Research: The Relationship Between Stress and Infertility
A Synopsis for Harvard Medical International and their Centers of Excellence and Constituents
Alice D. Domar, Ph.D.
The Mind Body Centre for Women’s Health at Boston IVF
Infertility has been defined by the World Health Organization as “the inability of a couple to bring pregnancy to term after a year or more of regular unprotected intercourse”. Approximately 10-15 percent of couples of childbearing age experience infertility. The psychological impact of infertility can be profound and depressive symptoms are more common in the infertile population than in matched fertile women.Approximately 10 percent of infertile women meet the criteria for a major depressive episode, 30-50 percent report depressive symptoms, and 66 percent report feeling depressed after infertility treatment failure. The majority of infertile women report that infertility is the most upsetting experience of their lives. Infertile women report equivalent levels of anxiety and depression as women with cancer, HIV status or heart disease.
Recent research indicates that psychological distress may impair fertility and that depressive symptoms may reduce the efficacy of infertility treatment. Several studies conducted within the past three years support the theory that psychological distress can have a significant adverse impact on successive rates in vitro fertilization (IVF). In one of the studies, women with depressive symptoms were half as likely to conceive as women who were not depressed, and in the most recent study of 151 women scheduled to undergo an IVF cycle the chance of a live birth was 93 percent higher in women with the highest positive-affect score. Researchers have concluded that the success rates of high-tech infertility treatment can be adversely affected by psychological stress.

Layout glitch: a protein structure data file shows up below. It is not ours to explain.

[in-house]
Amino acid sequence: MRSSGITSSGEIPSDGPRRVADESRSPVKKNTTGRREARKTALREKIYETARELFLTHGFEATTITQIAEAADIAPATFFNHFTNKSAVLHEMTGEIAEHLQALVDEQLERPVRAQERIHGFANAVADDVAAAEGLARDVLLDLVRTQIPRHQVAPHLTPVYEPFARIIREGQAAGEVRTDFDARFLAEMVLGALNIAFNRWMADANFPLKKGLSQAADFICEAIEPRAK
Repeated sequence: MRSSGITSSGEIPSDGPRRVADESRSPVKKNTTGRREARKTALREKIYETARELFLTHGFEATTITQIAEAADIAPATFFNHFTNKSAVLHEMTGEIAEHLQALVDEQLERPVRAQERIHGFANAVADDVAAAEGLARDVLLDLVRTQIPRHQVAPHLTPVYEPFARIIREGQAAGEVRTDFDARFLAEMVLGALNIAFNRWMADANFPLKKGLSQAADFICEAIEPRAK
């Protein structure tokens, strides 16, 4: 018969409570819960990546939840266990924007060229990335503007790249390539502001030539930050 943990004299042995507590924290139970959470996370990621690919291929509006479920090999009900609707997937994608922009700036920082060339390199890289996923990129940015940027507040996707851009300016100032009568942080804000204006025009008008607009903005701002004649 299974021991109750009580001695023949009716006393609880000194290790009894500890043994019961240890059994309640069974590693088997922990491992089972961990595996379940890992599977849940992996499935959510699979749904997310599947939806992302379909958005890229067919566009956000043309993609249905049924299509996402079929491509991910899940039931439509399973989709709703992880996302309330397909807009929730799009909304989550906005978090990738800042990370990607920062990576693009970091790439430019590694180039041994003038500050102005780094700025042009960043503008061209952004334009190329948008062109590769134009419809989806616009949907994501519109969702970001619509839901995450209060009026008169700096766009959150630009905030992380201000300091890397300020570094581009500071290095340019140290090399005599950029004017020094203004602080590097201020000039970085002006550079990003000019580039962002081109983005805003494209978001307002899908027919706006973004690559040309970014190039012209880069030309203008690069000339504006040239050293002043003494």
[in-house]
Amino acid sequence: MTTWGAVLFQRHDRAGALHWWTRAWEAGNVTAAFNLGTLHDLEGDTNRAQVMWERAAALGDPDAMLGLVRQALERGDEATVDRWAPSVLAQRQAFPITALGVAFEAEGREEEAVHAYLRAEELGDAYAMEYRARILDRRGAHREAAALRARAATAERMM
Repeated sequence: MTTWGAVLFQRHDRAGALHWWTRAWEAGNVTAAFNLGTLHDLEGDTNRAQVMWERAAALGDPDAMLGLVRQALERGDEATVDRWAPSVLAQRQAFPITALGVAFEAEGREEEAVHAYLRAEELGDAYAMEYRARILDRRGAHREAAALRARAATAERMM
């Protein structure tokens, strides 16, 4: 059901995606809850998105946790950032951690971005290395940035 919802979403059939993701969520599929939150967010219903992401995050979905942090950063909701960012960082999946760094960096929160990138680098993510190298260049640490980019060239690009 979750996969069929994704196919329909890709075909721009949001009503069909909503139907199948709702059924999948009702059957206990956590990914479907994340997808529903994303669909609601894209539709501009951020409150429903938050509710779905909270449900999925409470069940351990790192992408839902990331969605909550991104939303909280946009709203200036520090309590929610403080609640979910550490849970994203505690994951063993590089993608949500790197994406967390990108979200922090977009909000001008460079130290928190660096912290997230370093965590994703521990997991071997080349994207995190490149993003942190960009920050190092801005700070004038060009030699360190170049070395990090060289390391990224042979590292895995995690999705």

Mind/body treatment of infertility patients has been shown to both increase pregnancy rates as well as reducing psychological distress. In a recent study conducted at the MBMI, 185 women who had been trying to conceive for one to two years were randomized into either a 10 week mind/body group, a ten week support group, or a routine care control group. The birth rates during the one year follow up period were as follows: – Mind/body 55%, support 54%, and controls 20%. In addition the mind/body patients reported significantly greater psychological improvements than the support or control patients. Patients in the clinical Mind/Body Program for Infertility show benefits as well; in four published studies on several hundred women with an infertility duration of 3.5 years, 42 percent conceived within six months of completing the program and there were significant decreases in all measured psychological symptoms including depression, anxiety and anger.
Infertile women report elevated levels of psychological distress and this distress may reduce their chances of conceiving. Mind/body treatment has been shown to be effective in both significantly increasing pregnancy rates as well as reducing psychological stress.